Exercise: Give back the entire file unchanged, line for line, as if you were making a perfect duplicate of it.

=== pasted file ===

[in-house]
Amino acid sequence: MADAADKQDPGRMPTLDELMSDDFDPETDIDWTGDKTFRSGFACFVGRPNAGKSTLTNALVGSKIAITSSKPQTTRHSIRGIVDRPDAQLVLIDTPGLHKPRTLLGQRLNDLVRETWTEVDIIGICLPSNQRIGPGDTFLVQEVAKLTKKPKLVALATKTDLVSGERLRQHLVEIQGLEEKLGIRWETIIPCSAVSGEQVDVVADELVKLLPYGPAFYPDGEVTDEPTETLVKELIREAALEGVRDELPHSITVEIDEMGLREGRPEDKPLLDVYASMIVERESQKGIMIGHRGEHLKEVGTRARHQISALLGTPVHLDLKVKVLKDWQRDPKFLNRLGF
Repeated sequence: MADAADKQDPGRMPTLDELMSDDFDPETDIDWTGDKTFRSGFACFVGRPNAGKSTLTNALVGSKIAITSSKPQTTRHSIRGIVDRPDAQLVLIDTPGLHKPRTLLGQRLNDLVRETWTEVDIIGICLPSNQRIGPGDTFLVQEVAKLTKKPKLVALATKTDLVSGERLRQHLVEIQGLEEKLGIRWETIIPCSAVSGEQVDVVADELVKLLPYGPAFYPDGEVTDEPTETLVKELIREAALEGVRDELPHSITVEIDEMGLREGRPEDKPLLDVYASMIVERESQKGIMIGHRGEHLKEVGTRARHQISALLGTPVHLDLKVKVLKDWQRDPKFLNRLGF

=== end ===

[in-house]
Amino acid sequence: MADAADKQDPGRMPTLDELMSDDFDPETDIDWTGDKTFRSGFACFVGRPNAGKSTLTNALVGSKIAITSSKPQTTRHSIRGIVDRPDAQLVLIDTPGLHKPRTLLGQRLNDLVRETWTEVDIIGICLPSNQRIGPGDTFLVQEVAKLTKKPKLVALATKTDLVSGERLRQHLVEIQGLEEKLGIRWETIIPCSAVSGEQVDVVADELVKLLPYGPAFYPDGEVTDEPTETLVKELIREAALEGVRDELPHSITVEIDEMGLREGRPEDKPLLDVYASMIVERESQKGIMIGHRGEHLKEVGTRARHQISALLGTPVHLDLKVKVLKDWQRDPKFLNRLGF
Repeated sequence: MADAADKQDPGRMPTLDELMSDDFDPETDIDWTGDKTFRSGFACFVGRPNAGKSTLTNALVGSKIAITSSKPQTTRHSIRGIVDRPDAQLVLIDTPGLHKPRTLLGQRLNDLVRETWTEVDIIGICLPSNQRIGPGDTFLVQEVAKLTKKPKLVALATKTDLVSGERLRQHLVEIQGLEEKLGIRWETIIPCSAVSGEQVDVVADELVKLLPYGPAFYPDGEVTDEPTETLVKELIREAALEGVRDELPHSITVEIDEMGLREGRPEDKPLLDVYASMIVERESQKGIMIGHRGEHLKEVGTRARHQISALLGTPVHLDLKVKVLKDWQRDPKFLNRLGF